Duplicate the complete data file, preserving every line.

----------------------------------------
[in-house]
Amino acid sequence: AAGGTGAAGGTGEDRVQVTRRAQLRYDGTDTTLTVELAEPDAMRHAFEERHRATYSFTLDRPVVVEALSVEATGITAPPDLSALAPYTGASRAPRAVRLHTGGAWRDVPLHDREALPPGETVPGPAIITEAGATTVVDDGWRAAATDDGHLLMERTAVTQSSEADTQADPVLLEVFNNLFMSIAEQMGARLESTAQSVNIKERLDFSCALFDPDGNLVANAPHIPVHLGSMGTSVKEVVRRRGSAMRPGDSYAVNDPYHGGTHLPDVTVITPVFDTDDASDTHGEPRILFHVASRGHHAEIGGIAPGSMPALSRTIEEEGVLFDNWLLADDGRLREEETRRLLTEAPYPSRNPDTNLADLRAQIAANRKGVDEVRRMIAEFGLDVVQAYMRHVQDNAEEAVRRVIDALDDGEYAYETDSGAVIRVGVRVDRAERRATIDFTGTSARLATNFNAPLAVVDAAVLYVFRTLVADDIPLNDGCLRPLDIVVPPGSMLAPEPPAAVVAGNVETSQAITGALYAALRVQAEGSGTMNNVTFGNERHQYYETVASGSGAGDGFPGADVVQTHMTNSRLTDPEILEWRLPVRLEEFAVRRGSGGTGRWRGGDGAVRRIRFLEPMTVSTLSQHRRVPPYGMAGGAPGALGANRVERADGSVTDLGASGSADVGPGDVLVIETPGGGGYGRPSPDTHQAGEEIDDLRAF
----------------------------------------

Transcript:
[in-house]
Amino acid sequence: AAGGTGAAGGTGEDRVQVTRRAQLRYDGTDTTLTVELAEPDAMRHAFEERHRATYSFTLDRPVVVEALSVEATGITAPPDLSALAPYTGASRAPRAVRLHTGGAWRDVPLHDREALPPGETVPGPAIITEAGATTVVDDGWRAAATDDGHLLMERTAVTQSSEADTQADPVLLEVFNNLFMSIAEQMGARLESTAQSVNIKERLDFSCALFDPDGNLVANAPHIPVHLGSMGTSVKEVVRRRGSAMRPGDSYAVNDPYHGGTHLPDVTVITPVFDTDDASDTHGEPRILFHVASRGHHAEIGGIAPGSMPALSRTIEEEGVLFDNWLLADDGRLREEETRRLLTEAPYPSRNPDTNLADLRAQIAANRKGVDEVRRMIAEFGLDVVQAYMRHVQDNAEEAVRRVIDALDDGEYAYETDSGAVIRVGVRVDRAERRATIDFTGTSARLATNFNAPLAVVDAAVLYVFRTLVADDIPLNDGCLRPLDIVVPPGSMLAPEPPAAVVAGNVETSQAITGALYAALRVQAEGSGTMNNVTFGNERHQYYETVASGSGAGDGFPGADVVQTHMTNSRLTDPEILEWRLPVRLEEFAVRRGSGGTGRWRGGDGAVRRIRFLEPMTVSTLSQHRRVPPYGMAGGAPGALGANRVERADGSVTDLGASGSADVGPGDVLVIETPGGGGYGRPSPDTHQAGEEIDDLRAF